UK-USA Special Relationship
First proclaimed by Winston Churchill in his Fulton speech of 1946, during the Cold War the special relationship was pronounced dead as often as Martin Bormann had been reported alive. Indeed, perhaps the best evidence that it is still alive is the fact that that its detractors felt obliged to re-announce its death every few months. The alliance of what Winston Churchill memorably called the "English-speaking peoples" in World War II was still fresh in many memories. In the more than two centuries since the American Revolution, the United States and Great Britain have moved from enmity to a firm alliance often spoken of as the "special relationship." The United Kingdom and the United States share a commitment to free speech, democracy, and the rule of law based on the rich history of a longstanding friendship and shared ideals.
It is no longer a wartime alliance or even a peacetime alliance of leaders whose personal friendship and trust were forged in wartime. Nor can one deny that its vitality has been waning for some time. A skeptic has said that there is so little of the old relationship left that if it were examined too closely it would be found to be only a Cheshire cat’s grin. Another critic has asserted that the relationship is special only in the sense that the relationship between a master and an old family retainer is special – with all this implies about inequality, loyalty, permanence, and toleration of eccentricities.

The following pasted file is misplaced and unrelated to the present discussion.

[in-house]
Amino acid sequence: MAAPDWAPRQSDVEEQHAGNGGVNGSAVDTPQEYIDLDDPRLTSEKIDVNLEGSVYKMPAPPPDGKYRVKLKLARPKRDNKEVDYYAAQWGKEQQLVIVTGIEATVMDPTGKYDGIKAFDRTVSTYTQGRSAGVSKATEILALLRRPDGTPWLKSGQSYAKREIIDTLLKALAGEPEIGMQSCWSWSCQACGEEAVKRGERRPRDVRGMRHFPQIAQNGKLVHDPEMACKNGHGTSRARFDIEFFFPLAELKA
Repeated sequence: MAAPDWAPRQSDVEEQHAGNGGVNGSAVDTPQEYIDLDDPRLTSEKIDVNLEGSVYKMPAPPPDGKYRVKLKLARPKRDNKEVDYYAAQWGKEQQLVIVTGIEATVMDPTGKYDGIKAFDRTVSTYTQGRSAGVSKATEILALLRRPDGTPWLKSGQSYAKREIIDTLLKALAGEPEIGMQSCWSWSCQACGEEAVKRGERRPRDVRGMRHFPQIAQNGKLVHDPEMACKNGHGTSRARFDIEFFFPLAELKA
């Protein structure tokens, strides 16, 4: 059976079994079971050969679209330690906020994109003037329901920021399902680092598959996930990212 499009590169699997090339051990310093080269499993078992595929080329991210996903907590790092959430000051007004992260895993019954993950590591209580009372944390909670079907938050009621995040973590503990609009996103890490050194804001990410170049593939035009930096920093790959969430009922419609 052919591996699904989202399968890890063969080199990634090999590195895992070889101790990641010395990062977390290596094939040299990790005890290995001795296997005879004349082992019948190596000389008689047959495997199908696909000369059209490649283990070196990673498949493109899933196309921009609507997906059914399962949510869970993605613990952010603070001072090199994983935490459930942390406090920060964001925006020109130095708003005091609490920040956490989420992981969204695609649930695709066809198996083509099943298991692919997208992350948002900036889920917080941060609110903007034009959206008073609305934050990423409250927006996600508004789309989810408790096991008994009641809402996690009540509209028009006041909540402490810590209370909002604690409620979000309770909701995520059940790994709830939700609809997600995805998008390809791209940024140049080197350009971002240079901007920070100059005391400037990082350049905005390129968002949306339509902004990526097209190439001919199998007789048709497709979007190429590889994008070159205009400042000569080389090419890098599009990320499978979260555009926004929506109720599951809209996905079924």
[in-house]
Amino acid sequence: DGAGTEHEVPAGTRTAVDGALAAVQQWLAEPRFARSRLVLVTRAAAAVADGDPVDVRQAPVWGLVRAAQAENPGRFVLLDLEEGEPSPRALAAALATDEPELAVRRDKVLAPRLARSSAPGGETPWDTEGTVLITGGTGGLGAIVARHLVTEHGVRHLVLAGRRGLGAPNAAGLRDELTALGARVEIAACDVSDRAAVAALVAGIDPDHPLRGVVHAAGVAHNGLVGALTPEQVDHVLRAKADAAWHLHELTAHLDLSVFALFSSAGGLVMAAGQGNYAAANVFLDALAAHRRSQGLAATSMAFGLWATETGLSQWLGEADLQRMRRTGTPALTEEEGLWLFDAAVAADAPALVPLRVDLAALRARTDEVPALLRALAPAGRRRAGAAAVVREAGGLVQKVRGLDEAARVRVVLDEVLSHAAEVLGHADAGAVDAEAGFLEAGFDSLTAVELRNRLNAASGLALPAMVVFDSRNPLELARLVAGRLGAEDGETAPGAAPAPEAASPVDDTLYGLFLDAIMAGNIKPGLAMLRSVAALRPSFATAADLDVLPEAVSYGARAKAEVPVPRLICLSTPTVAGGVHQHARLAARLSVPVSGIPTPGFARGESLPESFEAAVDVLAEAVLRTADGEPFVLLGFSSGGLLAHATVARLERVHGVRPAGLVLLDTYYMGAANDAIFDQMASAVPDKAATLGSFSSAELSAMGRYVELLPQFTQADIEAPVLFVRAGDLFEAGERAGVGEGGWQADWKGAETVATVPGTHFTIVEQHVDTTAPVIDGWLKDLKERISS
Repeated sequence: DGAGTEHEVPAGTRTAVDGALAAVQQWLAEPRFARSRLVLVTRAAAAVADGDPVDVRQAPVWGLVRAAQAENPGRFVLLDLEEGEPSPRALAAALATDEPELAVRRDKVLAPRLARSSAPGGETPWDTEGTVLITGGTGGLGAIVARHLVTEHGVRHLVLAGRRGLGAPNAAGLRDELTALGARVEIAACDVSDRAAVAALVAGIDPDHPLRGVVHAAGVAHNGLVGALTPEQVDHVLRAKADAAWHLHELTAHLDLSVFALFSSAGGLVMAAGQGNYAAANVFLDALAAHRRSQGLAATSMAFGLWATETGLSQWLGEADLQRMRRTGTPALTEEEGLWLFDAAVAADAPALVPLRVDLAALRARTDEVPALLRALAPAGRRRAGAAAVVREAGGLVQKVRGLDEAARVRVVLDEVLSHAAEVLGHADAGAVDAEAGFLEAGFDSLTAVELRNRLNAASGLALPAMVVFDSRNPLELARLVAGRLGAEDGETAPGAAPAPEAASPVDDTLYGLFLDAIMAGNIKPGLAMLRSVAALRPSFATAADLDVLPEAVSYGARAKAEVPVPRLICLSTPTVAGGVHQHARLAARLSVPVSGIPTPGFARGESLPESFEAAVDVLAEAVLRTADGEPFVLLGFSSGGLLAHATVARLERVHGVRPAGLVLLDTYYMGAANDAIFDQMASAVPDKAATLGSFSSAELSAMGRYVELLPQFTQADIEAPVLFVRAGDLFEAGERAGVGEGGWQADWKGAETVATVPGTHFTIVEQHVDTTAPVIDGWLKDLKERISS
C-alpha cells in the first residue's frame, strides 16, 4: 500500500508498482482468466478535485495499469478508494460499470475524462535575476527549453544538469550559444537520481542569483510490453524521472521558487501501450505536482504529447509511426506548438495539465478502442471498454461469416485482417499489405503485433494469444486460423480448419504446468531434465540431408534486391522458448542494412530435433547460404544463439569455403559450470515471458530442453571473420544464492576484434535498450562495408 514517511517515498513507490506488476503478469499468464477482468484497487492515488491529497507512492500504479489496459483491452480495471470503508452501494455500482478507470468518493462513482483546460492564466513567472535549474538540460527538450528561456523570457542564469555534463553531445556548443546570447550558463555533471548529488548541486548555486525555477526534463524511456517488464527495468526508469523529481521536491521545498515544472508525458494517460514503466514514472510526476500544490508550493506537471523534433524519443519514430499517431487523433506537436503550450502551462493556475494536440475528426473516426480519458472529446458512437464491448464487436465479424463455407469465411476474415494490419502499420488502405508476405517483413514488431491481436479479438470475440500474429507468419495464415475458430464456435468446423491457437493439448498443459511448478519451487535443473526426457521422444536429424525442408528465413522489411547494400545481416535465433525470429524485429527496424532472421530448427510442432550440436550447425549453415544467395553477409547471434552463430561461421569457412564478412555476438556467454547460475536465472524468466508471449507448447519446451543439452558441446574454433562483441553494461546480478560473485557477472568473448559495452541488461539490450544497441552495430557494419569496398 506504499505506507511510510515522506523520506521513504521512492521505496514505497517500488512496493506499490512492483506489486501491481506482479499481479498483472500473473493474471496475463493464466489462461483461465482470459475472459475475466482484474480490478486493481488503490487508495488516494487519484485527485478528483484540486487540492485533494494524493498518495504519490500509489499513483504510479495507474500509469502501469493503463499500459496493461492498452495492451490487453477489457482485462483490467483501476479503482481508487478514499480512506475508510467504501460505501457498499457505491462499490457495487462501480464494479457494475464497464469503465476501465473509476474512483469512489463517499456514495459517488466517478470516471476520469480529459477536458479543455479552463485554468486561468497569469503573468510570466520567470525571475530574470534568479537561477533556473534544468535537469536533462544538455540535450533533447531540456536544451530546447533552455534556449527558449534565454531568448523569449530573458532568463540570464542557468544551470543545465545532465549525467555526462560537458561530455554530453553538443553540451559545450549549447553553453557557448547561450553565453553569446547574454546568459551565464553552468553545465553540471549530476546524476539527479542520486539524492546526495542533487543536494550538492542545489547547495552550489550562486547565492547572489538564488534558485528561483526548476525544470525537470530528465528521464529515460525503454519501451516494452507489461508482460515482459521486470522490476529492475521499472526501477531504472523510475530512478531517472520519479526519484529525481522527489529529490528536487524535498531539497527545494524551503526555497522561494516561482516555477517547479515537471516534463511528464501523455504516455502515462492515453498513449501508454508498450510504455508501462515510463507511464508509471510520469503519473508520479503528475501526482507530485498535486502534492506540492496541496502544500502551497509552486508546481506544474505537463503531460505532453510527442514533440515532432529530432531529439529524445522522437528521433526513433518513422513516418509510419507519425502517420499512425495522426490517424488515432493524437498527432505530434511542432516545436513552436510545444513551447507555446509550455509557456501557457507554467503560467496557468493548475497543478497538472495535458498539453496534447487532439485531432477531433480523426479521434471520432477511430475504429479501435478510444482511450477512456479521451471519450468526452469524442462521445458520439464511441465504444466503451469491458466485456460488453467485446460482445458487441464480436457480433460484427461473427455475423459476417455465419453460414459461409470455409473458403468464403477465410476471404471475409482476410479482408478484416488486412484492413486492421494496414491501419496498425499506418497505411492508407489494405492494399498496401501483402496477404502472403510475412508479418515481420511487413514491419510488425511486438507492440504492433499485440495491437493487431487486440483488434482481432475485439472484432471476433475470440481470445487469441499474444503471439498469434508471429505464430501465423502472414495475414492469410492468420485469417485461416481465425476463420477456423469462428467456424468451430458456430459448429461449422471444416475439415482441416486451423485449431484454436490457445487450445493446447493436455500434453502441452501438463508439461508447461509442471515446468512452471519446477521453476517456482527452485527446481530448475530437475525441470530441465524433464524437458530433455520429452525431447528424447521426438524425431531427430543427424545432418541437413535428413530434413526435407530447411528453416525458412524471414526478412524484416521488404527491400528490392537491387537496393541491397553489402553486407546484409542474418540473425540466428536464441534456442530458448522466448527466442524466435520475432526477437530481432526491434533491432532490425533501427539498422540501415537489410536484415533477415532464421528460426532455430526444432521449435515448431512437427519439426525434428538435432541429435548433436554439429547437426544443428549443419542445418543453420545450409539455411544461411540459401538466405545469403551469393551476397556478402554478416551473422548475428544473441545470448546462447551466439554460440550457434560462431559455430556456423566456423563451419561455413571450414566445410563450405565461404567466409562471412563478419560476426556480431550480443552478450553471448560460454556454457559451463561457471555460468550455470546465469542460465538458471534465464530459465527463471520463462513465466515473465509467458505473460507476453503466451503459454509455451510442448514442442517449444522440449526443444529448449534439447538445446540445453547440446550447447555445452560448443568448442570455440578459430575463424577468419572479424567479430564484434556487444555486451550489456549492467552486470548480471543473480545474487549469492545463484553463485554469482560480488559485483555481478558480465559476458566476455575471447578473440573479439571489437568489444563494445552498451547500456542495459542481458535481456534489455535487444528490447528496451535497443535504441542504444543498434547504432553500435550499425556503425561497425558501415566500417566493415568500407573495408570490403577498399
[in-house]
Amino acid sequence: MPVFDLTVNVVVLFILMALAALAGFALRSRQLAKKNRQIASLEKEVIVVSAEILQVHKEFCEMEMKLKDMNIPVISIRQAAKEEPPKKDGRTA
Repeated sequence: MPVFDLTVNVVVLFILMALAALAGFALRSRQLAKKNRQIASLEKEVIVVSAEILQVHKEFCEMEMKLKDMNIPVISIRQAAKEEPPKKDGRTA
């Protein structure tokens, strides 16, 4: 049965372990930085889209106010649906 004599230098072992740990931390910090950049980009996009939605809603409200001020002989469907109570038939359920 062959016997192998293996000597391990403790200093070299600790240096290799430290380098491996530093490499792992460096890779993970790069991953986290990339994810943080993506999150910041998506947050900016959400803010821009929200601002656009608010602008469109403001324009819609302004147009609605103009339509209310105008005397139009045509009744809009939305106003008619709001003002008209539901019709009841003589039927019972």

Some observers, pointing out that the most inflated claims about the special relationship come from London, contend that it is no more than the high-toned name given to conventional practices of cooperation and consultation which Britons ballyhoo in order to compensate for the steady decline of their country’s status in the world. Others maintain that it is the sentimental refuge of Americans who are generally uncomfortable with foreigners except the Canadians. Still others hold that it is a unique arrangement between favored partners. It is true that the special relationship today is far less a relationship of interdependence, as the British once liked to advertise it, than one of UK dependence and clientage. It is apparent that it is considered more special by London than it is by Washington. Furthermore, it is undeniable that it carries certain disadvantages for both partners.
The special relationship is a relationship of unique intimacy between the governments of two peoples of common language, common tradition, frequently parallel institutions, linked histories, and broadly common interests and outlooks. Britons consider the US to be their country’s best friend by a wide margin. By and large, Americans return the compliment. It is all too easy to take these familiar considerations for granted and to deprecate their value, but few would deny that they make US and UK officials feel more comfortable and cooperative with each other, more respectful and more trusting of each other. They make business – in diplomatic and defense matters – easier to conduct.
The hostility aroused in the United States by the American Revolution was inflamed by various disputes that arose between the two nations during the Napoleonic Wars (1803-1815). In the following decades, the two nations quarreled about the Canadian boundary but settled the disputes by negotiation. The American Civil War brought Britain and the United States to the edge of hostilities because of attacks against Union commerce by Southern ships fitted out in British ports.